5. oh, jules… like i said on IG. i still feel this way. i don’t have many regrets about my parenting except this. it is so much harder to police their technology time than i ever thought it would be. even with them making and signing their own contract, there’s a constancy on their part to want more – always more. just a few more minutes. out of my three children only one has continued to read like she used to. i have to cajole the other two to read books. as soon as they are bored they pick up their own device or use the desktop. the younger two do not even have phone usage – just old iphones that they can use in the house with wifi. it’s not a phone per se… it’s a gadget. we did buy and install a device made my disney to limit screen time. it’s had it’s own issues, but it has helped us curtail some of their screen time. it’s not foolproof, though. at the heart of this lies the issue of self-control and how on earth to teach it.

  6. Oh boy, am I interested to read the opinions on this one. I have twins entering middle school next year. My daughter could care less about having a phone, my son is all over “needing” one. And he is the one for whom I did NOT take my older siblings’ advice (to delay giving him any gaming access as long as possible) and who is now completely about jumping from Minecraft on the laptop to the DS to the Wii – and making me the gaming ‘police’ as a result. Plus, to complicate matters, at the middle school orientation it was mentioned that there will be science lessons via their phones (though I think only occasional and optional). One thing about which I AM certain is that they don’t need a cellphone as a “safety” device for walking home. If I gave them a phone, my son would immediately usurp it and be looking down at it constantly, thus reducing his safety, and his sister’s – I’m quite sure she could be carried off yelling and screaming and he wouldn’t notice.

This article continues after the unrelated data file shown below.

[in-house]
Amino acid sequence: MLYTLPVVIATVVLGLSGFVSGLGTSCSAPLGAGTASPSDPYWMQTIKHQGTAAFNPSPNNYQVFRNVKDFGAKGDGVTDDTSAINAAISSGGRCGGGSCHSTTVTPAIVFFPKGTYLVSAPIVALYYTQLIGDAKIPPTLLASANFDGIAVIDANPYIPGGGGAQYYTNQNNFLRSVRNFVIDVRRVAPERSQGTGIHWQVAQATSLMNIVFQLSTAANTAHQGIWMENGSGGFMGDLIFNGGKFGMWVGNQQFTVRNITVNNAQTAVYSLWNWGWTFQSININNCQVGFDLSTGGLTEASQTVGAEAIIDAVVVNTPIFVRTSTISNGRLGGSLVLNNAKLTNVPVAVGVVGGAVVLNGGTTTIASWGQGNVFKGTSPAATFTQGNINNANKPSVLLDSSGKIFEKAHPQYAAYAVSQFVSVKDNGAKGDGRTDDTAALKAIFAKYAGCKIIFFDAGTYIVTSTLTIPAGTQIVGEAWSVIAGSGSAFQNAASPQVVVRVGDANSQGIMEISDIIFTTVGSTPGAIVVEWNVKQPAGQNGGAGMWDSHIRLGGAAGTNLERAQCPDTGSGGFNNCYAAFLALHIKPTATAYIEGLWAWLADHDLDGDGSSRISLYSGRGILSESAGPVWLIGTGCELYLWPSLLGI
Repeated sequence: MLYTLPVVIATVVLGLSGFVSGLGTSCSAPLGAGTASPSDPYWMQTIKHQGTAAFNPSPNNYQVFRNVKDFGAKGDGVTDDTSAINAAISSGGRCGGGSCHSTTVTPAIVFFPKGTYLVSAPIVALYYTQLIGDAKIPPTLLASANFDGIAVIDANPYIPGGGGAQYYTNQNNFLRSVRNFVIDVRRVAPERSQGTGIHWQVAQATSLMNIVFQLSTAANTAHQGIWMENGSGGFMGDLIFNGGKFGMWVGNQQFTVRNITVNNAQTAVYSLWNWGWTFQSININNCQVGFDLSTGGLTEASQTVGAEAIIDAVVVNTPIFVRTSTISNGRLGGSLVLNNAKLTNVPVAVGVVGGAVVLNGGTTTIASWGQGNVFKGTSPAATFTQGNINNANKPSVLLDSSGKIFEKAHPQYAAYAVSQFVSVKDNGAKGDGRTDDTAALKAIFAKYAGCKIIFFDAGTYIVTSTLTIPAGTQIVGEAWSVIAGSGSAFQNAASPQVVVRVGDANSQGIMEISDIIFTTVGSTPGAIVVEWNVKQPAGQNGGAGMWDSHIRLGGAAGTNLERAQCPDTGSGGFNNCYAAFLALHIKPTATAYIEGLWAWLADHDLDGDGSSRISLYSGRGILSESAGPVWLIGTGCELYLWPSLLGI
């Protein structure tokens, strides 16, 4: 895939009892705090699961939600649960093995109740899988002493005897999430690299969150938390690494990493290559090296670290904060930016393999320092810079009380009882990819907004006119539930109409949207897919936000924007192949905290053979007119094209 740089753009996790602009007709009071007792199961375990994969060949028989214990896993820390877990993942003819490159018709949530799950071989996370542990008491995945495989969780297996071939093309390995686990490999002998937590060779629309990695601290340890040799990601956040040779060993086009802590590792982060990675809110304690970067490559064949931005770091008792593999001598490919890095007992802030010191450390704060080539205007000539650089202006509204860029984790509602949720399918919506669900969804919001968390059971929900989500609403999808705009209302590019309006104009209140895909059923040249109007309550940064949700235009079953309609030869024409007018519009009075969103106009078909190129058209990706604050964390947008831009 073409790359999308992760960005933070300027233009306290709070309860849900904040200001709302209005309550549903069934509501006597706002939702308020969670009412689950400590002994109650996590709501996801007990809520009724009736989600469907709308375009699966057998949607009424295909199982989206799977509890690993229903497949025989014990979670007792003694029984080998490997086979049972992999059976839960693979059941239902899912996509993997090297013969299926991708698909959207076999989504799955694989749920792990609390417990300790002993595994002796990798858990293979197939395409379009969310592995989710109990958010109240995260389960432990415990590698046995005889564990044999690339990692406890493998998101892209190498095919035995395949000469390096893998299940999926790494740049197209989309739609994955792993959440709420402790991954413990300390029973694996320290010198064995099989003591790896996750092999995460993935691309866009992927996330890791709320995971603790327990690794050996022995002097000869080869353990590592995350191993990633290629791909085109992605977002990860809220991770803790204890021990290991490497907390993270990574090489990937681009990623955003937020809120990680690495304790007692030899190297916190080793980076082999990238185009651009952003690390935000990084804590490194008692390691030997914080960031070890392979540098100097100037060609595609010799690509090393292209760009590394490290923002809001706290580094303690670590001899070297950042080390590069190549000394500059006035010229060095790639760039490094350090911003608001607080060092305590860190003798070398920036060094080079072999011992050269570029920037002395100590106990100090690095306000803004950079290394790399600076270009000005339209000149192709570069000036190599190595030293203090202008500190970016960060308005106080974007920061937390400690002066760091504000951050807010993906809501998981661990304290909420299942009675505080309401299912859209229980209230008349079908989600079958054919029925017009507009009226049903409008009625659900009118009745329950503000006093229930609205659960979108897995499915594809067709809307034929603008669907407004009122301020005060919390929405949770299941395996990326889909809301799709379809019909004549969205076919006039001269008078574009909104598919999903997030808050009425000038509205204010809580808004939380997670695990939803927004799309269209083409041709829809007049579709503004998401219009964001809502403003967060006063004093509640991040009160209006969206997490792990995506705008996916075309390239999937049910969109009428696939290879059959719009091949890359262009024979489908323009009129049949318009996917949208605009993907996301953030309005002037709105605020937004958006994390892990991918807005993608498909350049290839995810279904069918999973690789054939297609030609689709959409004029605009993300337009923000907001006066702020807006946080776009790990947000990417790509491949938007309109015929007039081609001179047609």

7. One of my kids has a learning disability that requires him to use a computer for school (purchased through school and with school-installed safeguards against inappropriate sites, etc). It has access to the internet because school assignments are used on GoogleDrive. While the computer has been a fabulous resource for school-related work, it is also the BANE OF MY LIFE. My kid hasn’t really discovered the social media uses yet, but we fight endlessly over video game usage.

    I wrote a really really long comment about how difficult policing the video games is, and deleted it because I sound like a shrill harpy. Regardless, I hate the computer and its effect on my child. The moment school is out the computer will be going to live at my husband’s office for the summer.

    A few months ago I hid of all the tablets and ipads; they are no longer available for child use unless we are traveling internationally. I am very happy with the results. I kept the tv and put half hour per day viewing restrictions on it, but only because my husband wants to watch tv. I think I am soon going to restrict the tv to only Saturday mornings, as the age difference between my three kids means they squabble endlessly about what to watch. I would happy to donate the tv.

    I am of two minds about the phones. No way will my kids get one before high school. However, I feel like there does need to be some training wheels, as it were, where I need to teach them about social media and its pitfalls. , On the other hand, I’d be fine with them not actually having a phone till they are seniors. Or dumb phones, with just calling and text capability. But yeah, my kids are also in the “my life sucks because I don’t have a phone” club and will be members for a very long time.

    • We got rid of cable about seven years ago because I was trying to trim expenses after getting furloughed at work. IT WAS THE BEST DECISION EVER. I’ve often said that I wouldn’t have ‘regular’ TV again if it were free. It made all of our lives so much better (well, especially mine (-: ). And I say that as someone who was a complete “TV generation” addict for basically my whole life up until that point. We do watch programs via the computer, but it is more of an intentional, group decision as a result. At any rate, I keep reminding myself of those happy results as I contemplate the video game/cellphone situation. It really helps to read that others struggle with this also.

  8. Loving all the input here – it’s a definite struggle…my 7th grader has a phone that goes into my hand the minute he gets home – and it has come in handy a few times when he’s decided to stay late for tutoring…he also knows I will check it at any time.